The theatre is reached by a period staircase from the pub and that takes you to an unexpectedly large and modern reception area. This feels like a proper theatre.

When the doors open a few more steps are climbed in to the theatre and then a few more back down to the front row. There your bum is the same height as the stage and your feet below it, just like at the Chocolate Menier Factory.

We are sitting in the living room of Dr Paul MacMillan, the mathematician in the title. He is a professor of Chaos Theory with an interest in storm patterns. He is not married but has a steady girl friend, Emma, a lawyer, who has her own place.

Things look fine, if slow, until his father dies bringing two new things in to his life.

The first is his brother, Chancer, who is, to put it simply, a layabout.

He sings in a band but that seems to be more for the fun than the money and he puts little effort in to furthering his career despite talking about making it big one day.

The other is a boat.

Their father made model boats and was working on a full-sized one when he died.

The boat is the hook to get the brothers talking about their shared past and their different impressions of it.

One ship-in-a-bottle had been a turning point for both of them. Paul broke it accidentally and Chancer saw the opportunity to impress his father by mending it only for Paul to trump him by discovering a mathematical trick.

Another complication arrives in the shapely shape of research student Zainab. Chancer takes an immediate shine to her, obviously not the first time that he does done this, and his persistent and exaggerated wooing soon works.

In turning his attention to the boat and the past, Paul neglects his future and Emma who wants their steady-state relationship to evolve. Another turning point comes when she thinks that the next step is being taken but Paul is oblivious to this and misses the moment.

The play is both poignant and funny and Kefi Chadwick can be proud of what she has achieved here. I also loved the Andy Warhol dress that she was wearing. It was nice to be able to congratulate her in person afterwards.

I am never scared to criticise a play where I feel it is necessary and it's necessary now.

Who on earth decided that a professor of mathematics should have a copy of Enid Blyton's Island of Adventure on his bookshelf? I have this edition myself and recognised Kiki the parrot immediately!

That intriguing blemish apart MOTH was a superb experience on all fronts; script, staging, acting and setting. Yet another example of why small theatre can be so much more rewarding than the sometimes canon fodder theatre of the West End.

Theatre 503 is a little gem that sits alongside the likes of Arcola and Jackson's Lane. This is why I live in London.

7 March 2012

Battersea Park and Beyond

I had walked briskly through Battersea Park a couple of times previously and then a theatre date locally allowed me the time to explore it more fully in a race against the quickly fading sun.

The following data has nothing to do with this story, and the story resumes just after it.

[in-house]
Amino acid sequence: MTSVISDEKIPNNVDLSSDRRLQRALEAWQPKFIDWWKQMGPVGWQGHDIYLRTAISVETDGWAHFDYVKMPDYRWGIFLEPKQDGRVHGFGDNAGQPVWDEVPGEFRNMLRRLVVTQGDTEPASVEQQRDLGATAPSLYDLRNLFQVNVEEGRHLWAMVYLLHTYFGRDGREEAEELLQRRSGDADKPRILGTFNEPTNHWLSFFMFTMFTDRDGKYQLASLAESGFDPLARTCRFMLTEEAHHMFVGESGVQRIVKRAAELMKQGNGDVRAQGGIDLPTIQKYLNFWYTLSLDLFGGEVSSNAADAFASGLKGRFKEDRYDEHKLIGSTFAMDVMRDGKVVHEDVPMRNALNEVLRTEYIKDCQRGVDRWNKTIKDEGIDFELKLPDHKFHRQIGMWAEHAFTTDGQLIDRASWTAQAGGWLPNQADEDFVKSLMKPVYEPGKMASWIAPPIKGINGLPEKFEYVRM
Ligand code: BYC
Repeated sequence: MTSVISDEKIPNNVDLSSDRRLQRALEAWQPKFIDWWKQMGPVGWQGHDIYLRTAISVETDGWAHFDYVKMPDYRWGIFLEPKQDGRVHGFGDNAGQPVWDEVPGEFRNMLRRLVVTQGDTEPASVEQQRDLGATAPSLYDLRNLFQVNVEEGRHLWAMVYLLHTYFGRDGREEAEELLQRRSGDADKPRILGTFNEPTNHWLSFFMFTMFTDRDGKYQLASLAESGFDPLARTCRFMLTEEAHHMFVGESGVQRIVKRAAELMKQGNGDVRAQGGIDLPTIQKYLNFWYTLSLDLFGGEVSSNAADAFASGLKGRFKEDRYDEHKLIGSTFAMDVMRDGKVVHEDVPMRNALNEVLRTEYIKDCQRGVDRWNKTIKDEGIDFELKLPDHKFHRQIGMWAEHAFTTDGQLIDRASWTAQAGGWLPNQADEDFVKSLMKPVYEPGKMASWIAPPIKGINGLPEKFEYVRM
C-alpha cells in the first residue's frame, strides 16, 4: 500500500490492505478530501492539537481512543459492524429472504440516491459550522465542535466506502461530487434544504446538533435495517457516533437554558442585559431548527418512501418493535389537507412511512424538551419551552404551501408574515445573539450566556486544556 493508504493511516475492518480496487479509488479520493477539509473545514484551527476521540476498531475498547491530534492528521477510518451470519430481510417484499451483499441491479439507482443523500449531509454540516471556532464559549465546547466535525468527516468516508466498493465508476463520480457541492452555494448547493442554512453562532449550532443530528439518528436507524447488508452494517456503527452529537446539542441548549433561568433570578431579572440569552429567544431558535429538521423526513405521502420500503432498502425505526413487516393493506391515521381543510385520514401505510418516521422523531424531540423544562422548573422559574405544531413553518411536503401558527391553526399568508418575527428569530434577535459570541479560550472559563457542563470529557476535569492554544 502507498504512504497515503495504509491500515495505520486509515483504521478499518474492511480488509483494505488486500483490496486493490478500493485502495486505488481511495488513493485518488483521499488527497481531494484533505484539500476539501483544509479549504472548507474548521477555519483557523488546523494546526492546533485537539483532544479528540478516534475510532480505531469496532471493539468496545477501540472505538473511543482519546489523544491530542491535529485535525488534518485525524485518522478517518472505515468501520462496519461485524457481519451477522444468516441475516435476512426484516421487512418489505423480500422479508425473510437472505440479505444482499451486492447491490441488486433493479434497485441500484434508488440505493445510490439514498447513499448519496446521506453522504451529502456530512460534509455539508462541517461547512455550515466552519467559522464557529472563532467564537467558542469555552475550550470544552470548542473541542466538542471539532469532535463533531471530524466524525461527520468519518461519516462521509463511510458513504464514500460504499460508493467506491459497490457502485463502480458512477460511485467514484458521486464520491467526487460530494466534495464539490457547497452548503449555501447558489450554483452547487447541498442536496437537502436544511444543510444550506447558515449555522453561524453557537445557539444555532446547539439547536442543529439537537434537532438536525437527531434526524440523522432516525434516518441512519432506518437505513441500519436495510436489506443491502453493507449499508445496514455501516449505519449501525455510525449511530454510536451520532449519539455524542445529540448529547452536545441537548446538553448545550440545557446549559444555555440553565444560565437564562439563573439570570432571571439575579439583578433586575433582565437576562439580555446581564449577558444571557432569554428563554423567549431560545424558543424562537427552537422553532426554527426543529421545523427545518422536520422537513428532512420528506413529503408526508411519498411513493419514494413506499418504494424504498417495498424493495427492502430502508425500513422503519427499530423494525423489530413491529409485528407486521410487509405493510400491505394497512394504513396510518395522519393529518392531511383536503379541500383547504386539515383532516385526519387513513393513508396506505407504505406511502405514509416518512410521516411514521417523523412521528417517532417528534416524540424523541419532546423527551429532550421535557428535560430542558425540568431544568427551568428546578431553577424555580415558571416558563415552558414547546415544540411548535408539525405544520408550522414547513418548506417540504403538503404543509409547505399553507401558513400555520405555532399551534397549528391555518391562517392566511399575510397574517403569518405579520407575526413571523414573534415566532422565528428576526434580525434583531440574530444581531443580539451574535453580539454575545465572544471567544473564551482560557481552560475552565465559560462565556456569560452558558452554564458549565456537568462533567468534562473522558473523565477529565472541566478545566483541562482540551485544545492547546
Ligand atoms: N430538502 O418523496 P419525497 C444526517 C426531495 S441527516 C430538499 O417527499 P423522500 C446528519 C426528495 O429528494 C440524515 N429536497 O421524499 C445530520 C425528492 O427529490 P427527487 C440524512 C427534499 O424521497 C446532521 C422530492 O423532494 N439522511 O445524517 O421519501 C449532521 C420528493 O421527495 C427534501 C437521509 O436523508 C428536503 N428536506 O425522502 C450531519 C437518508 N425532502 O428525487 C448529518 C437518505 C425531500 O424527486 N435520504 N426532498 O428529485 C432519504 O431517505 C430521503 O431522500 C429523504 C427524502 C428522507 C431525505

It still retains the traditional promenades from a long-bygone age, one circles the park and another cuts through the middle.

The south-west corner likes to think that it is wild with unkempt trees scattered around irregular ponds. This is not quite Richmond Park but this is Zone 2 so it will do.

On the centre on the north side is my favourite section that is as eccentric and whimsical as Portmeirion.

The Tea Terrace is outrageous in scale, shape and colour attracting your attention from some distance. It is impossible to resist its siren call and it rewards you well with its exquisite design.

The same attention to detail is given to the railings that guards the grass and flower beds nearby.

The bright pink is as unsubtle as the brash orange, especially when contracted against the green grass behind it.

The pink would be enough of a delight by itself and the uneven heights of the railings and their ball tops only make things better.

All this tomfoolery is to prepare you for the Fountain Lake, sadly without working fountains today. Instead the lack of moving water creates an eerie stillness and reflects the park back at you.

Again the attention to detail matters here and the little islands decked out in Manchester City colours are just gorgeous.

A little boulevard takes you from the lake to the river. Along the way there are some silly (in a nice way) boxes with flame designs on the sides and balls on the top.

But the seats are even more interesting.

The asymmetric curved back is cute and so is the one arm rest.

I am a big fan of benches but there are generally too few of them and too many chunky wooden ones. Other parks and open spaces can learn from what Battersea has done here in combining practicality with beauty.

Hitting the tow path brings you to the park's most famous feature, the Peace Pagoda.

Completed in 1985, permission to build it was the last legislative act of the Greater London Council. One of the many things Londoners can thank Ken Livingstone for.

It's not very large but it is pretty and it is, as it's name suggested, peaceful. Even the river flowing gently past respects its purpose.

Walking upstream the next monument is rather more flamboyant.

Albert Bridge, little more than a hundred years old, the bridge has had a chequered history that leaves it too narrow for easy passage, with disused toll booths (a timely reminder that it had to be taken in to public ownership when the private business failed) and with warning signs to trooping soldiers to break step or risk breaking the bridge.

The fairground colours and lights are a more recent addition and are there to make the bridge more visible at night. I'm not sure that they had to go quite as far as that though. Still, it's pretty enough so I am not complaining.

Continuing upstream the river bends slowly round to the left and reveals some of its history as it does so.

There are so many flash apartments and offices along the river that it is easy to forget that it was a working river until not that long ago and some of the commercial legacy is still there on more remote stretches, i.e. away from tube stations.